Friday, July 28, 2006
frequent teacher-led, structured opportunities for ELLs to discuss topics that are directly relevant to their lives and for them to interact in the classroom with native English speakers;
The first part of that is also important - I helped a lot of ELLs this year on project after project about famous people and events they had trouble relating to. Obviously, they need to learn a lot of general American history to catch up with their classmates, but every time I was to compare a historical event to something from their country, their eyes would light up and they seemed to really understand. I think it is important not to treat ELLs like they are so hopelessly behind that teachers can never explain things in the kids' native language or relate lessons to something from a student's home country. One of the ESL teachers at the school does a really good job working with her kids to individually explain the lessons, but it isn't the case throughout the school.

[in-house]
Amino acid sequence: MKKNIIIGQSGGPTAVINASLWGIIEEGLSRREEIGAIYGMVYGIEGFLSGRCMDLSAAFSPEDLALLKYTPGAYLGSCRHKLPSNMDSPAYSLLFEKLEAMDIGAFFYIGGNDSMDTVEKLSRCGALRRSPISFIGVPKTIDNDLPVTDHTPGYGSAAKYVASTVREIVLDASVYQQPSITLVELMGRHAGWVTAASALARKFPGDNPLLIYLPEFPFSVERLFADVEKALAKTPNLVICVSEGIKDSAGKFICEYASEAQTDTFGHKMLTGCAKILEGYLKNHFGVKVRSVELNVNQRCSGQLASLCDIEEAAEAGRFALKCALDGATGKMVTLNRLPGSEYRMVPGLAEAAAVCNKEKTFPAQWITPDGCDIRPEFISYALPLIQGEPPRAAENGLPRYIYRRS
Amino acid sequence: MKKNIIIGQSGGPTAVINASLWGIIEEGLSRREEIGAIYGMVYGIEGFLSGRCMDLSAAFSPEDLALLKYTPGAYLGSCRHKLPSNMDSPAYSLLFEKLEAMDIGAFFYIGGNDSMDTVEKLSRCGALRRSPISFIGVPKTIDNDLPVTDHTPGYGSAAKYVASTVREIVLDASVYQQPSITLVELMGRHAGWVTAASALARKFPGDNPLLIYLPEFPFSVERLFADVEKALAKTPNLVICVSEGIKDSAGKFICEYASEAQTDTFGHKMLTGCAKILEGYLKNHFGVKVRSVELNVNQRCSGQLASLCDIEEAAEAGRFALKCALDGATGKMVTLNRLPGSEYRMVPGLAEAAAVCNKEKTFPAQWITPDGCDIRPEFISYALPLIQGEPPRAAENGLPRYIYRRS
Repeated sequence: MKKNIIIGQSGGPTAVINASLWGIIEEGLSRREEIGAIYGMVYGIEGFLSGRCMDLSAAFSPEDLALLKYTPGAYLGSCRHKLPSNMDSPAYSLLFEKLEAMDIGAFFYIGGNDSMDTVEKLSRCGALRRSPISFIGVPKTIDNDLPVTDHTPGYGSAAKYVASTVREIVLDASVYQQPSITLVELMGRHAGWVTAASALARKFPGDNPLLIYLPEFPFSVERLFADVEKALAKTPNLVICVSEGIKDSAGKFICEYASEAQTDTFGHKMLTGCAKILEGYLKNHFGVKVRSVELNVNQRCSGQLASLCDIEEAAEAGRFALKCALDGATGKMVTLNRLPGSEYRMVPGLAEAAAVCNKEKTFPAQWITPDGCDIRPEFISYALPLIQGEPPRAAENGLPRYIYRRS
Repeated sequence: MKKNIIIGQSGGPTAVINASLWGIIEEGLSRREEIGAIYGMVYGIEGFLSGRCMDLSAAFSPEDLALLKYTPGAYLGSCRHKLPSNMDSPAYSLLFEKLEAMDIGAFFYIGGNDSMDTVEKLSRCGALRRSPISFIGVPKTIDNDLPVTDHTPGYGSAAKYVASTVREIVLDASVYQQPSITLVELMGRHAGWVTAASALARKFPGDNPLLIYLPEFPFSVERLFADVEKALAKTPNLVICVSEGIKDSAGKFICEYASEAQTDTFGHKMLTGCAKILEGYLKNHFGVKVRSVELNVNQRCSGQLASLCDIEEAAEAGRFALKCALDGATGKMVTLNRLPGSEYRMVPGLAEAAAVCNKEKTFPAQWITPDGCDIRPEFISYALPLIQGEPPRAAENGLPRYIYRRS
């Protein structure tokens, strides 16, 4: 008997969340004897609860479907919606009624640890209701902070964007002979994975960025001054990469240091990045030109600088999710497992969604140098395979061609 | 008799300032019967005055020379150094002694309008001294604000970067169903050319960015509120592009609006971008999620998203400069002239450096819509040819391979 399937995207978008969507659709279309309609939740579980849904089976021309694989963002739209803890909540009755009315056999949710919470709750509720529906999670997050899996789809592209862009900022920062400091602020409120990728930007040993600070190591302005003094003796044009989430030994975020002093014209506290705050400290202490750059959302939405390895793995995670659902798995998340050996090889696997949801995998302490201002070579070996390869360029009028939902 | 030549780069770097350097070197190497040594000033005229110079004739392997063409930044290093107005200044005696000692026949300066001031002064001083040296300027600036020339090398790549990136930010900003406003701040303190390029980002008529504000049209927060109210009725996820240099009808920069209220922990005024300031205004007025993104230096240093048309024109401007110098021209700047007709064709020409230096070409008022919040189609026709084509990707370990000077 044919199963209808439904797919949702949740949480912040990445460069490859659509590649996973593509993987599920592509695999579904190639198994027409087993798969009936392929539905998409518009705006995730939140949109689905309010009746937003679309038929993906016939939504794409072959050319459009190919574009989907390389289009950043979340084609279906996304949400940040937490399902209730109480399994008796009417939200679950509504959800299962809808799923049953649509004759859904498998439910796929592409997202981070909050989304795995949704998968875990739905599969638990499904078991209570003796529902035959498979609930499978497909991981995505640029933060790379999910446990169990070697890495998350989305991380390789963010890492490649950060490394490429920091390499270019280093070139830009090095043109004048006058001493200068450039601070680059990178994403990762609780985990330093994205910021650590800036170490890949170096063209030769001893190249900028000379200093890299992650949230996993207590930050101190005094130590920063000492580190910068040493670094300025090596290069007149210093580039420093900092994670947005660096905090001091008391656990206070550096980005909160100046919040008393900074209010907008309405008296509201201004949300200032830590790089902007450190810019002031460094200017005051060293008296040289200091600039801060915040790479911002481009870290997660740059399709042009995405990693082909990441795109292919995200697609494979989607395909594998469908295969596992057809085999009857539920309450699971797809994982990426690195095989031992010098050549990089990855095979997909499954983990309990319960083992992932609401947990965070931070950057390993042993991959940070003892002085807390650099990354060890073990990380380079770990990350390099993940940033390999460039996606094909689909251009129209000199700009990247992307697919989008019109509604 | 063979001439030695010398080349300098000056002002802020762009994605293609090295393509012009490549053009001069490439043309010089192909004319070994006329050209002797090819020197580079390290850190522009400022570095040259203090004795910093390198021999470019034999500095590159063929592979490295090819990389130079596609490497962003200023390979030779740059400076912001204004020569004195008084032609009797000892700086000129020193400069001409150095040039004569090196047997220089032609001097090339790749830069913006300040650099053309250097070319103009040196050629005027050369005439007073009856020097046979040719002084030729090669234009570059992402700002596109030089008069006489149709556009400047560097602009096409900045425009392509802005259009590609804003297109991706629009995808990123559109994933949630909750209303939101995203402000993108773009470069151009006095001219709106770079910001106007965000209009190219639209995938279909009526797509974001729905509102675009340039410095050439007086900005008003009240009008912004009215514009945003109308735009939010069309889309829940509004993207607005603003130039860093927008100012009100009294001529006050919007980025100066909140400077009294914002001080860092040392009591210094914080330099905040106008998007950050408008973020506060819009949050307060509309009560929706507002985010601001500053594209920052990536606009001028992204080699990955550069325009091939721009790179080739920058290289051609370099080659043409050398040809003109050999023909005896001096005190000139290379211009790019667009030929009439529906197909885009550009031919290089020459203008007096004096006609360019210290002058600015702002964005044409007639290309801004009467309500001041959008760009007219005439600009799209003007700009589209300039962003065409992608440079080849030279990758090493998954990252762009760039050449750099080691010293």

Finally, this part of the resolution really makes me happy"
prescreening and ongoing assessment programs that determine students’ levels of English language proficiency separate from students’ content knowledge and that have the appropriate tools to distinguish between lack of linguistic abilities in English and learning disabilities;
I posted a while ago about a Dominican kid who should be in special education but ended up in ESL (and didn't get the help he needed until a teacher that worked with us took it upon herself to give him extra help) because the test the kid took confused his learning disability with a lack of English ability. This happens because the evaluations of immigrant kids aren't good, and it's great the AFT is going to be pushing for better tests and assessments.
Monday, July 24, 2006
Previous post about Yassky here. There's another one, I think, but I can't find it.
Thursday, July 20, 2006
The just-released study by state Education Department found students in 11 of 16 city charter schools outscored kids in nearby public schools on the state's fourth-grade English and math exams in 2005.I'm trying to figure out what this report is. Anyone know?
Monday, July 10, 2006
UPDATE: Chris says, 'why not just give families a reduction in their rent if the students make it to school every day?'